Bug Fables: The Everlasting Sapling is classic Paper Mario in all but names and faces. Rather than the iconic world of the Mushroom Kingdom, we have the insect world of Bugaria, in a future where insects have evolved to have human sentience. But aside from the change to a bug-themed setting and characters, everything else about Bug Fables is essentially the Paper Mario we’ve been waiting sixteen years for.

The battle system is virtually copied and pasted from the first two Paper Marios. And yes, the game adopts the flat characters amid 3D backgrounds that Paper Mario was known for (before it took the “paper” aspect far too literally). Bug Fables: The Everlasting Sapling is indeed Paper Mario…but with bugs!

While that does mean the game isn’t the most original title out there, it’s a detail that’s easy to look past considering how starved the gaming landscape has been of a proper Paper Mario title for all these years.

As in Paper Mario, battles are a turn-based affair, where timing and button combinations take place during moves (“Action Commands”). If the player gets the timing or button combinations right, their moves are more effective, while the right button press at the right time during an enemy’s attack will reduce the damage taken to your characters. The player will also have to take note about how each of the characters and enemies function, as just like the Mario RPGs, certain actions can only be used on specific characters (grounded attacks can’t reach airborne foes, and things like that). One of the big reasons the Mario RPGs soared to such heights is their interactive battle systems, which added so much depth and timeless appeal to RPG norms, and Bug Fables is a reminder of why we miss classic Mario RPGs so much, and makes it all the more baffling how Nintendo can’t seem to grasp why people want it so badly.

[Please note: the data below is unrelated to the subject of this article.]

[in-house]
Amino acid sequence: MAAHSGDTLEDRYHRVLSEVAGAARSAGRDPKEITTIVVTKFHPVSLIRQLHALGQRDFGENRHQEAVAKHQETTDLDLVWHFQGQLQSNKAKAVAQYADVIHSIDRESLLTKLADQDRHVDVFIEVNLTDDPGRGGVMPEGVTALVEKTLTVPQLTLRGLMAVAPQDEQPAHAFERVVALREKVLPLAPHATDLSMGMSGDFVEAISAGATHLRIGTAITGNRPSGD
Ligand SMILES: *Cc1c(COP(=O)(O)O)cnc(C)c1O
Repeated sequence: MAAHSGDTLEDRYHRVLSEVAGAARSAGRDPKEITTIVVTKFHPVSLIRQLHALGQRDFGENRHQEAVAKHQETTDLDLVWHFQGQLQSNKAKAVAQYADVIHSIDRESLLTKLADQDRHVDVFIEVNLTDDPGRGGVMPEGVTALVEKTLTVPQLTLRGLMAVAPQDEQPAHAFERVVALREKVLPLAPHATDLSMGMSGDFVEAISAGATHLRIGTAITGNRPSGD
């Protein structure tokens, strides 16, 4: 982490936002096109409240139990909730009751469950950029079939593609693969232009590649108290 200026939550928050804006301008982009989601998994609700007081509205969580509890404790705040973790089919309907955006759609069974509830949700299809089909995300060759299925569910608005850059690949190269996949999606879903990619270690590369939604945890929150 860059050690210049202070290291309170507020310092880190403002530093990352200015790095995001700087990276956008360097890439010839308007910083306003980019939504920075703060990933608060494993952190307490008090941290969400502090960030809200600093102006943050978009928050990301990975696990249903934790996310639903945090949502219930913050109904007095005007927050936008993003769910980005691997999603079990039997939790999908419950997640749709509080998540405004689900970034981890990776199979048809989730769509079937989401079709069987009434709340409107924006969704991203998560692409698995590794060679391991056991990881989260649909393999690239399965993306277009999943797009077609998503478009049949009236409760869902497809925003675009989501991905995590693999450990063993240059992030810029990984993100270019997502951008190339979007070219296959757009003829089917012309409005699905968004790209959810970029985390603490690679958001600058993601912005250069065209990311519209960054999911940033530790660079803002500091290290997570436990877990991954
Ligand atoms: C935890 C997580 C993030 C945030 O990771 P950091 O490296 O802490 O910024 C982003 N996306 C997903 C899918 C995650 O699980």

“All three characters learn a few abilities that can be used outside of battle as well. For example: Leif can create ice platforms on bodies of water.”

If there is a big difference between Bug Fables and Paper Mario’s RPG systems, it’s that, while Paper Mario saw Mario joined by one of several “partner” characters during battles, Bug Fables has a set party of three characters, all of whom are present in every battle: Kabbu is a beetle who is the group’s tank, able to take and dish out more damage than the other two characters, but at the cost of having the most limited attack range (only being able to target the closest ground-based enemy, save for a few of his special moves). Vi is a little bee equipped with a “beemerang,” giving her the most versatile range and can also bring down airborne foes, but with the caveat of the smallest damage output. Lastly, Lief is a moth who possesses ice magic, with which he can let it go to attack any ground-based enemies and even those who burrow underground, but will still need Vi’s help for flying foes.

“You’ll meet all kinds of cute and charming characters in Bug Fables. This little guy is probably my favorite NPC.”